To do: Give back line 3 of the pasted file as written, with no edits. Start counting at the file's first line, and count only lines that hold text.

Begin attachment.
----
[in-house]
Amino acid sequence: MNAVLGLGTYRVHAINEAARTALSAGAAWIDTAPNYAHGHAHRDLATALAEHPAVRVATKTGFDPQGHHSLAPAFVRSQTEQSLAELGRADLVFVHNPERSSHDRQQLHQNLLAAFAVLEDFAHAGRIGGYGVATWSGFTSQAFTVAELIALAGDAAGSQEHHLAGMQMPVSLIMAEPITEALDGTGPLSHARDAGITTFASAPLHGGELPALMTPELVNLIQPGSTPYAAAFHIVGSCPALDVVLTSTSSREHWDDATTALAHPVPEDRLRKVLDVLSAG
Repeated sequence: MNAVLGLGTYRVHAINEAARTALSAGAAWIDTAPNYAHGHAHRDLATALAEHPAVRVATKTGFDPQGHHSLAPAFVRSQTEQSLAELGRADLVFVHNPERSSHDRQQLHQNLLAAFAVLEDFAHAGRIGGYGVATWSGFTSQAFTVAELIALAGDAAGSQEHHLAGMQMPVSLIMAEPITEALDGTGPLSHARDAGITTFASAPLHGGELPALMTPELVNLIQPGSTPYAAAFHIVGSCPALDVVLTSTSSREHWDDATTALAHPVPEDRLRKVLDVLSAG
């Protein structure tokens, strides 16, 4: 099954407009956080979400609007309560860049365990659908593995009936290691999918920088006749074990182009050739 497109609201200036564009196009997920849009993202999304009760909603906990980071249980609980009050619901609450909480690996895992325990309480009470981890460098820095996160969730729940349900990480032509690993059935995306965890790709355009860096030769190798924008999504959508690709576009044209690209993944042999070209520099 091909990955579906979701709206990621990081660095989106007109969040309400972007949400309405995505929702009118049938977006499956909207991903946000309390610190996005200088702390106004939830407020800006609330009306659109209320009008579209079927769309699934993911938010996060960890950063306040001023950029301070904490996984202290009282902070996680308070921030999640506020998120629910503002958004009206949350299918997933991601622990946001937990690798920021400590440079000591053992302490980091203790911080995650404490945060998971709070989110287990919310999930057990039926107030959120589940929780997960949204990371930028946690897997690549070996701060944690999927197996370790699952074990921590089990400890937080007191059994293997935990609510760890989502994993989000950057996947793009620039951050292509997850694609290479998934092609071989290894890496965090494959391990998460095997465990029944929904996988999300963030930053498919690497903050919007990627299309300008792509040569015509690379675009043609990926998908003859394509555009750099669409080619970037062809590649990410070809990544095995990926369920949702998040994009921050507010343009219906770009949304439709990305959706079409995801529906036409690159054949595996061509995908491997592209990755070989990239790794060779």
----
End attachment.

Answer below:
Repeated sequence: MNAVLGLGTYRVHAINEAARTALSAGAAWIDTAPNYAHGHAHRDLATALAEHPAVRVATKTGFDPQGHHSLAPAFVRSQTEQSLAELGRADLVFVHNPERSSHDRQQLHQNLLAAFAVLEDFAHAGRIGGYGVATWSGFTSQAFTVAELIALAGDAAGSQEHHLAGMQMPVSLIMAEPITEALDGTGPLSHARDAGITTFASAPLHGGELPALMTPELVNLIQPGSTPYAAAFHIVGSCPALDVVLTSTSSREHWDDATTALAHPVPEDRLRKVLDVLSAG